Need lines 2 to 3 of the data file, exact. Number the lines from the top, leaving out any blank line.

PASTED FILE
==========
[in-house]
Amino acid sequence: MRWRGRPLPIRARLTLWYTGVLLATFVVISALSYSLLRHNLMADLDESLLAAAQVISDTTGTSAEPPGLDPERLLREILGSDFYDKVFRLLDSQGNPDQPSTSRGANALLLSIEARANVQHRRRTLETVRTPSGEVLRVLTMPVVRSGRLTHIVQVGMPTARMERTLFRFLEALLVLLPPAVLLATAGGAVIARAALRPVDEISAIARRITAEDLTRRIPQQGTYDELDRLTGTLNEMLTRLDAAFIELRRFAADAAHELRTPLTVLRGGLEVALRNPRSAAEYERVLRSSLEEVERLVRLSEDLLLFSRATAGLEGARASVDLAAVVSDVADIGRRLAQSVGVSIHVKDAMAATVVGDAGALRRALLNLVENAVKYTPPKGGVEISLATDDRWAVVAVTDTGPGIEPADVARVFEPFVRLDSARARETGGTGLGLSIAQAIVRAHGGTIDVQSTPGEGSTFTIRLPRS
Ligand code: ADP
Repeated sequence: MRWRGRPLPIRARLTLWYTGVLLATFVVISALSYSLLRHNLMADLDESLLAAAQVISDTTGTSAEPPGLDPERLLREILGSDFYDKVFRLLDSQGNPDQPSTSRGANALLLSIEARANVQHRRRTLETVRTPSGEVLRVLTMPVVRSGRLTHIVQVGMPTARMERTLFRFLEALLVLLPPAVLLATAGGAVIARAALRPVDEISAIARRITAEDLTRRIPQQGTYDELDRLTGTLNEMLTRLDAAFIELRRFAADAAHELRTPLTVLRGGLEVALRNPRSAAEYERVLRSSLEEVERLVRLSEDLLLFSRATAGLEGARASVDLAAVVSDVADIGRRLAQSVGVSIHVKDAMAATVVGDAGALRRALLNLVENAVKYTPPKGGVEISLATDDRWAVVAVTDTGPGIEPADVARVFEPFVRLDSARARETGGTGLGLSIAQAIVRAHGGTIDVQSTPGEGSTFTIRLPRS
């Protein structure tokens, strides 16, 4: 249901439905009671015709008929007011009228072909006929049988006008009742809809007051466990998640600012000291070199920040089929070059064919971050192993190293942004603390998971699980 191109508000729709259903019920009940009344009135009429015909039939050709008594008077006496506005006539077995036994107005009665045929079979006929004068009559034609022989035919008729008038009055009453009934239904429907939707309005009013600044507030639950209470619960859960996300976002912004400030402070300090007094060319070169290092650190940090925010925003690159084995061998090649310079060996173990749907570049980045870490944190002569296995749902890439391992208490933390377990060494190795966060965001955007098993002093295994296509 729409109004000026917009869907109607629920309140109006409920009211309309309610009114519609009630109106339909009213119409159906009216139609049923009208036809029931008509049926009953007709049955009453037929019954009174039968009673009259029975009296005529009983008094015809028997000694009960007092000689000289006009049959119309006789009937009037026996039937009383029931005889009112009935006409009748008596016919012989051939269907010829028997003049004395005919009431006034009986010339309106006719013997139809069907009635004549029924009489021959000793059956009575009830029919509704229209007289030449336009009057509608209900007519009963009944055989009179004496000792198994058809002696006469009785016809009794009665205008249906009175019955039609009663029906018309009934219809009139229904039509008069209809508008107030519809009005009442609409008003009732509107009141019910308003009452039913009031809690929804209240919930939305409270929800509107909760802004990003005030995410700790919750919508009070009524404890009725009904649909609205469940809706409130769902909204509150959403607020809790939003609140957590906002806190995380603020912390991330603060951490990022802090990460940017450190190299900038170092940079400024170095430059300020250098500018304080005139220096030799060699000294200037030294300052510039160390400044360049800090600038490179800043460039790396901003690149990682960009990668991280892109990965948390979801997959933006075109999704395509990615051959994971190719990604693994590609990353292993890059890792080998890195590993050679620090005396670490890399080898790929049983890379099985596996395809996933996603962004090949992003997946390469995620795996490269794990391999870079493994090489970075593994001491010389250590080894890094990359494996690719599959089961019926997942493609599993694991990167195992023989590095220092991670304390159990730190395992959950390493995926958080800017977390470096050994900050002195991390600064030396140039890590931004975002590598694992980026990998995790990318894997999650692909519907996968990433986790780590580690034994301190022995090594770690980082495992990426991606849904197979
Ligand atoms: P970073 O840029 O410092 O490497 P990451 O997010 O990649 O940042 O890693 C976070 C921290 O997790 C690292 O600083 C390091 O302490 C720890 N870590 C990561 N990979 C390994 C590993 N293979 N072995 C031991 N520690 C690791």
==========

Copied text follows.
Amino acid sequence: MRWRGRPLPIRARLTLWYTGVLLATFVVISALSYSLLRHNLMADLDESLLAAAQVISDTTGTSAEPPGLDPERLLREILGSDFYDKVFRLLDSQGNPDQPSTSRGANALLLSIEARANVQHRRRTLETVRTPSGEVLRVLTMPVVRSGRLTHIVQVGMPTARMERTLFRFLEALLVLLPPAVLLATAGGAVIARAALRPVDEISAIARRITAEDLTRRIPQQGTYDELDRLTGTLNEMLTRLDAAFIELRRFAADAAHELRTPLTVLRGGLEVALRNPRSAAEYERVLRSSLEEVERLVRLSEDLLLFSRATAGLEGARASVDLAAVVSDVADIGRRLAQSVGVSIHVKDAMAATVVGDAGALRRALLNLVENAVKYTPPKGGVEISLATDDRWAVVAVTDTGPGIEPADVARVFEPFVRLDSARARETGGTGLGLSIAQAIVRAHGGTIDVQSTPGEGSTFTIRLPRS
Ligand code: ADP